Pages: 711-753 | Published: 3/2004 | DOI: 10.1111/j.1540-6261.2004.00647.x | Cited by: 688
Nicolas P. B. Bollen, Robert E. Whaley
This paper examines the relation between net buying pressure and the shape of the implied volatility function (IVF) for index and individual stock options. We find that changes in implied volatility are directly related to net buying pressure from public order flow. We also find that changes in implied volatility of S&P 500 options are most strongly affected by buying pressure for index puts, while changes in implied volatility of stock options are dominated by call option demand. Simulated delta‐neutral option‐writing trading strategies generate abnormal returns that match the deviations of the IVFs above realized historical return volatilities.
Pages: 755-793 | Published: 3/2004 | DOI: 10.1111/j.1540-6261.2004.00648.x | Cited by: 357
John M. Maheu, Thomas H. McCurdy
This paper models components of the return distribution, which are assumed to be directed by a latent news process. The conditional variance of returns is a combination of jumps and smoothly changing components. A heterogeneous Poisson process with a time‐varying conditional intensity parameter governs the likelihood of jumps. Unlike typical jump models with stochastic volatility, previous realizations of both jump and normal innovations can feed back asymmetrically into expected volatility. This model improves forecasts of volatility, particularly after large changes in stock returns. We provide empirical evidence of the impact and feedback effects of jump versus normal return innovations, leverage effects, and the time‐series dynamics of jump clustering.
Pages: 795-829 | Published: 3/2004 | DOI: 10.1111/j.1540-6261.2004.00649.x | Cited by: 33
We develop an arbitrage‐free and complete framework to price options on the stocks of firms involved in a merger or acquisition deal allowing for the possibility that the deal might be called off at an intermediate time, creating discontinuous impacts on the stock prices. Our model can be a normative tool for market makers to quote prices for options on stocks involved in such deals and also for traders to control risks associated with such deals using traded options. The results of tests indicate that the model performs significantly better than the Black–Scholes model in explaining observed option prices.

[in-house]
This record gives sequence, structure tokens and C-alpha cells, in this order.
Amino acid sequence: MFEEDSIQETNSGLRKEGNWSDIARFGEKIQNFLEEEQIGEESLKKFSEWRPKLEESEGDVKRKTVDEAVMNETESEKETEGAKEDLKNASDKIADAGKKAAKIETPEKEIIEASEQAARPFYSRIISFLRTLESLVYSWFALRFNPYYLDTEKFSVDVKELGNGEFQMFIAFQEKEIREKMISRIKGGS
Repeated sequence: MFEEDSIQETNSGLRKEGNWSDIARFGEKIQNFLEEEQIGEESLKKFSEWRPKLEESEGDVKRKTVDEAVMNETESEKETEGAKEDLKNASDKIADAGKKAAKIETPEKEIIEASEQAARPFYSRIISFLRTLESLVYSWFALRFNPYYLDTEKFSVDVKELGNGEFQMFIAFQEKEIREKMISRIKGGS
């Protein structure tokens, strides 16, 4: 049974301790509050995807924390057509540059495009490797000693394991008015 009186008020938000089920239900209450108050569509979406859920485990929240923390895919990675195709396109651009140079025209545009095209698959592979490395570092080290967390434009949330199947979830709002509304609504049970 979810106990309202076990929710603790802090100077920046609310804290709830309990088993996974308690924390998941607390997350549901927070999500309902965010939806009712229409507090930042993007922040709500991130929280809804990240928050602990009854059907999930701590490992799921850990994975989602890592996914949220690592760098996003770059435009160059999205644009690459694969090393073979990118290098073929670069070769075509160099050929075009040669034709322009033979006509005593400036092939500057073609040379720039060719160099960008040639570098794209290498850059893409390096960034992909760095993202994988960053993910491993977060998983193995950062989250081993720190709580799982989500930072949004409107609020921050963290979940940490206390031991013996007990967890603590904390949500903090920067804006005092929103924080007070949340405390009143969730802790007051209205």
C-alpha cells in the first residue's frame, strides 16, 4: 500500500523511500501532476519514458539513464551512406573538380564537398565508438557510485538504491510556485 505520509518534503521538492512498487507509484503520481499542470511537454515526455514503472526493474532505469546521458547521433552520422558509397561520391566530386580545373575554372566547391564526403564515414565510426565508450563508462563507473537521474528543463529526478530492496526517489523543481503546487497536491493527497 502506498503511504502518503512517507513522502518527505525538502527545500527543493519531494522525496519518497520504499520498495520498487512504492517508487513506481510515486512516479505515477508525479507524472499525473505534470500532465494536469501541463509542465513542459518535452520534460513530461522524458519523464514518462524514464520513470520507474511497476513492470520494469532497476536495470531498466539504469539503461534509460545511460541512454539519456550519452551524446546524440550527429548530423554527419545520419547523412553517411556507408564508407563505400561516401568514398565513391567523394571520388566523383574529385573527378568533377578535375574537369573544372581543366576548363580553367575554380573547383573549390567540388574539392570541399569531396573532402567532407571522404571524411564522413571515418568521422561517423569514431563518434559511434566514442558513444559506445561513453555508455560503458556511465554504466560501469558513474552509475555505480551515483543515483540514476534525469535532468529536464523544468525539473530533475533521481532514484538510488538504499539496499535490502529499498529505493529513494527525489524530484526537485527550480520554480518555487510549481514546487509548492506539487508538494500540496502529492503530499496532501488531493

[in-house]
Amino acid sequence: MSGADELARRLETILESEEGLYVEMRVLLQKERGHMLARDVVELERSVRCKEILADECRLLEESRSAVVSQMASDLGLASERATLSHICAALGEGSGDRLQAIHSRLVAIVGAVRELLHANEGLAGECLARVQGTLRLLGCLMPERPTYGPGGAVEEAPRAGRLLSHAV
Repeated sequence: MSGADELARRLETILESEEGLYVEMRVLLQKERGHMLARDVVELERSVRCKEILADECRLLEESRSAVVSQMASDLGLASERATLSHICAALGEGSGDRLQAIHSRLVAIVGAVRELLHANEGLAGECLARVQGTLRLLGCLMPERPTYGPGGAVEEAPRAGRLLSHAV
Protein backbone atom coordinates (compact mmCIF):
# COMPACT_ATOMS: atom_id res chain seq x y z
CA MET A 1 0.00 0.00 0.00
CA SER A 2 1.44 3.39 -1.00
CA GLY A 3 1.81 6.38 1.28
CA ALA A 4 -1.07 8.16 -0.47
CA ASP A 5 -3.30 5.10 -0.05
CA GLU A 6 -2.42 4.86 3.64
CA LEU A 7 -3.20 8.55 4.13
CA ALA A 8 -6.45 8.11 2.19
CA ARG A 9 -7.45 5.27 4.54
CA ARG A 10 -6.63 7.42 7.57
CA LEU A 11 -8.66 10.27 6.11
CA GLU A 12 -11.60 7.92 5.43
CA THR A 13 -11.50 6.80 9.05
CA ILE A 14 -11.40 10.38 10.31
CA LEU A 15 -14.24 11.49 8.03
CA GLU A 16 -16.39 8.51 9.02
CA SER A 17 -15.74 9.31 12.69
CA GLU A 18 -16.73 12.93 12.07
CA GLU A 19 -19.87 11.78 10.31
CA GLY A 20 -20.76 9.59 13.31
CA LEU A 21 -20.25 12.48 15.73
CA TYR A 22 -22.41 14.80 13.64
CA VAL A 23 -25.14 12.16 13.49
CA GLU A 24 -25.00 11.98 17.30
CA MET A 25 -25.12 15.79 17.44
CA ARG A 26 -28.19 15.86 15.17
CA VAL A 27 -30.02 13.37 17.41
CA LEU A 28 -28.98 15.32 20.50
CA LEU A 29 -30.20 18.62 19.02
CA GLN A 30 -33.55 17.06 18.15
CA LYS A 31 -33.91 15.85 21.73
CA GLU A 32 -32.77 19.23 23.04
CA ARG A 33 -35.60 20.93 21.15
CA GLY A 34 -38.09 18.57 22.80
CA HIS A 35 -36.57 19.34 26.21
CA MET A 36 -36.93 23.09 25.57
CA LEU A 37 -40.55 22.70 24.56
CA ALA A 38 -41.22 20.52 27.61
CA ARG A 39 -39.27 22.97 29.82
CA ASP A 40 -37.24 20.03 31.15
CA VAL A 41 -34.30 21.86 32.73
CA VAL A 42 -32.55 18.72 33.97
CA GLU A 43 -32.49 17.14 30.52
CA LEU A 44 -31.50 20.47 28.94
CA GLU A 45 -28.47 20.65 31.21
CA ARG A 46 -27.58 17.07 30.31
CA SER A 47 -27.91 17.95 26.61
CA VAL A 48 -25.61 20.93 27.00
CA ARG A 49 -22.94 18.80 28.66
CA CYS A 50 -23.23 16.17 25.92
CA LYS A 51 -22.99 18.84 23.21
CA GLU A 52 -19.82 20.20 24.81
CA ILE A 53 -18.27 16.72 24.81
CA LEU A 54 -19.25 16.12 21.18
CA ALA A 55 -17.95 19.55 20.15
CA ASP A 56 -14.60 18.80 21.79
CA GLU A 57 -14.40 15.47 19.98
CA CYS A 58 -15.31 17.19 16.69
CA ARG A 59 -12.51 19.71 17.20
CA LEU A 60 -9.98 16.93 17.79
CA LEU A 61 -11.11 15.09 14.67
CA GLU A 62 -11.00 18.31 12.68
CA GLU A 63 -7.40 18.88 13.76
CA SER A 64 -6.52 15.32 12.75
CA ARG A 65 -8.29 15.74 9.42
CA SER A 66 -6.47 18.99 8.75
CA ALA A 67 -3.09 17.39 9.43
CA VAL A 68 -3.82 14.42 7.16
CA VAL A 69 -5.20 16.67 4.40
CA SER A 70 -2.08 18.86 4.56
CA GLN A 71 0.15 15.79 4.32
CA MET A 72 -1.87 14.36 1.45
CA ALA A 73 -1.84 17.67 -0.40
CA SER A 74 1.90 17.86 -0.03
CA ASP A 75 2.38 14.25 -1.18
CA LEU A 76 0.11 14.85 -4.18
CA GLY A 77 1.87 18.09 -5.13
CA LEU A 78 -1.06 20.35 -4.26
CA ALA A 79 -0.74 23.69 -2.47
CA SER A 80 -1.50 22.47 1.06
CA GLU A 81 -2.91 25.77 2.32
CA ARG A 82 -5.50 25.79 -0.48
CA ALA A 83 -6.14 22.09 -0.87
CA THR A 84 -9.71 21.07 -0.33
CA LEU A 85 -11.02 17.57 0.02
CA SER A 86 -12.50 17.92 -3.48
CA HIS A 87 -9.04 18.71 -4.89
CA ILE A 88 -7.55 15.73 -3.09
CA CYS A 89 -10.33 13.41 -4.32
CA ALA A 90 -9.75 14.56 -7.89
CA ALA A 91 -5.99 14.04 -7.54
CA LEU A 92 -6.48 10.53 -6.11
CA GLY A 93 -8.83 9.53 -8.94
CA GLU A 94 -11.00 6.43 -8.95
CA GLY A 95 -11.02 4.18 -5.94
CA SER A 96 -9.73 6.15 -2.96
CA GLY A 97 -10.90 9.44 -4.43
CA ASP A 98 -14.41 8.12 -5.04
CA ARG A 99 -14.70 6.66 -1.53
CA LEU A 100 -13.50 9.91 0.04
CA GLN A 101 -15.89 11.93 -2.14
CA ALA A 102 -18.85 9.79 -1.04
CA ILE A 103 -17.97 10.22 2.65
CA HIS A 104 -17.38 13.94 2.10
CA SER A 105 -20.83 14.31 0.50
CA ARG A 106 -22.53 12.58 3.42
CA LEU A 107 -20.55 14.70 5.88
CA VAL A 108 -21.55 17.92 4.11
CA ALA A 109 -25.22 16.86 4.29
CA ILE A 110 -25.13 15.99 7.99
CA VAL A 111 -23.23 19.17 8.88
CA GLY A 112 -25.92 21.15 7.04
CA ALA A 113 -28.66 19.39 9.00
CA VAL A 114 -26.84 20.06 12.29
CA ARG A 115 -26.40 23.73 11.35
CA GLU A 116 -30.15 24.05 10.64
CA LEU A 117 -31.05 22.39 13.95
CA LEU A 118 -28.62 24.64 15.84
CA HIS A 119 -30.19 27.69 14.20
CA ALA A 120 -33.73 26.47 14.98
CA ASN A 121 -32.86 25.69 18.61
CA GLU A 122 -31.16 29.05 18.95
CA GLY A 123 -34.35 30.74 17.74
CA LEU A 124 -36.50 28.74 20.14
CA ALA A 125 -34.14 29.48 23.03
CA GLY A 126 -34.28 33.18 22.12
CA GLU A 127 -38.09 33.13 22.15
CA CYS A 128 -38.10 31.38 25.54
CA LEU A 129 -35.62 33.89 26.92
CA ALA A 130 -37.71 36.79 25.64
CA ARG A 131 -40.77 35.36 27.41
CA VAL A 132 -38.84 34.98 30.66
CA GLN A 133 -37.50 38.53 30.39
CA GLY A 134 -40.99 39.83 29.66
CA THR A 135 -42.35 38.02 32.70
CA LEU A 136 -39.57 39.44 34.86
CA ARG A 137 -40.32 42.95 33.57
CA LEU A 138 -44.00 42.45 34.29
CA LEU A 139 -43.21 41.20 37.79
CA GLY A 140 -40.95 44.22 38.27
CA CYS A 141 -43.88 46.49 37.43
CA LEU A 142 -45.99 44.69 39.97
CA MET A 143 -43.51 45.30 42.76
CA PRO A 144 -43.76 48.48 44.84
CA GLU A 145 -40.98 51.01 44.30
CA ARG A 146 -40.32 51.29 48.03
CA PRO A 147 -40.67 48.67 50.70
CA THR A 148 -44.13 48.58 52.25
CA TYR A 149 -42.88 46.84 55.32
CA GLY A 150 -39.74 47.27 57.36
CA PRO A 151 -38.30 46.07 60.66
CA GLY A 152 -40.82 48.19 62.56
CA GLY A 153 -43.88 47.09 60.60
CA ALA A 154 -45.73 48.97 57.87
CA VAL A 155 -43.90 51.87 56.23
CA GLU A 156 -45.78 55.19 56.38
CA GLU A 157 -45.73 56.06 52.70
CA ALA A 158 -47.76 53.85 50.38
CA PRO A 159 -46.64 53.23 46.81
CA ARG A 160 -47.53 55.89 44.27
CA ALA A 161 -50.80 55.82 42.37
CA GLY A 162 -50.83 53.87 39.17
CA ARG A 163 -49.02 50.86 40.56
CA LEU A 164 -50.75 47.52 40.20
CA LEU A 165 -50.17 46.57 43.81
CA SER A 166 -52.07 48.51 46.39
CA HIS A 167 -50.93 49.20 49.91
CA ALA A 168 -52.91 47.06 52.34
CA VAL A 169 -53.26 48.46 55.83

Pages: 831-868 | Published: 3/2004 | DOI: 10.1111/j.1540-6261.2004.00650.x | Cited by: 1213
Maria Vassalou, Yuhang Xing
This is the first study that uses Merton's (1974) option pricing model to compute default measures for individual firms and assess the effect of default risk on equity returns. The size effect is a default effect, and this is also largely true for the book‐to‐market (BM) effect. Both exist only in segments of the market with high default risk. Default risk is systematic risk. The Fama–French (FF) factors SMB and HML contain some default‐related information, but this is not the main reason that the FF model can explain the cross section of equity returns.
Pages: 869-898 | Published: 3/2004 | DOI: 10.1111/j.1540-6261.2004.00651.x | Cited by: 214
Chiraphol N. Chiyachantana, Pankaj K. Jain, Christine Jiang, Robert A. Wood
This study characterizes institutional trading in international stocks from 37 countries during 1997 to 1998 and 2001. We find that the underlying market condition is a major determinant of the price impact and, more importantly, of the asymmetry between price impacts of institutional buy and sell orders. In bullish markets, institutional purchases have a bigger price impact than sells; however, in the bearish markets, sells have a higher price impact. This differs from previous findings on price impact asymmetry. Our study further suggests that price impact varies depending on order characteristics, firm‐specific factors, and cross‐country differences.
Pages: 899-931 | Published: 3/2004 | DOI: 10.1111/j.1540-6261.2004.00652.x | Cited by: 83
Chris Downing, Frank Zhang
Utilizing a comprehensive database of transactions in municipal bonds, we investigate the volume–volatility relation in the municipal bond market. We find a positive relation between the number of transactions and a bond's price volatility. In contrast to previous studies, we find a negative relation between average deal size and price volatility. These results are found to be robust throughout the sample. Our results are inconsistent with current theoretical models of the volume–volatility relation. These inconsistencies may arise because current models fail to account for the effects of overall market liquidity on the costs of large transactions.
Pages: 933-962 | Published: 3/2004 | DOI: 10.1111/j.1540-6261.2004.00653.x | Cited by: 91
Robert Battalio, Brian Hatch, Robert Jennings
In its response to the 1975 Congressional mandate to implement a national market system for financial securities, the Securities and Exchange Commission (SEC) initially exempted the option market. Recent dramatic changes in the structure of the option market prompted the SEC to revisit this issue. We examine a sample of actively traded, multiply listed equity options to ask whether this market's characteristics appear consistent with the goals of producing economically efficient transactions and facilitating “best execution.” We find marked changes between June 2000, when quotes are often ignored, and January 2002, when the market more closely resembles a national market.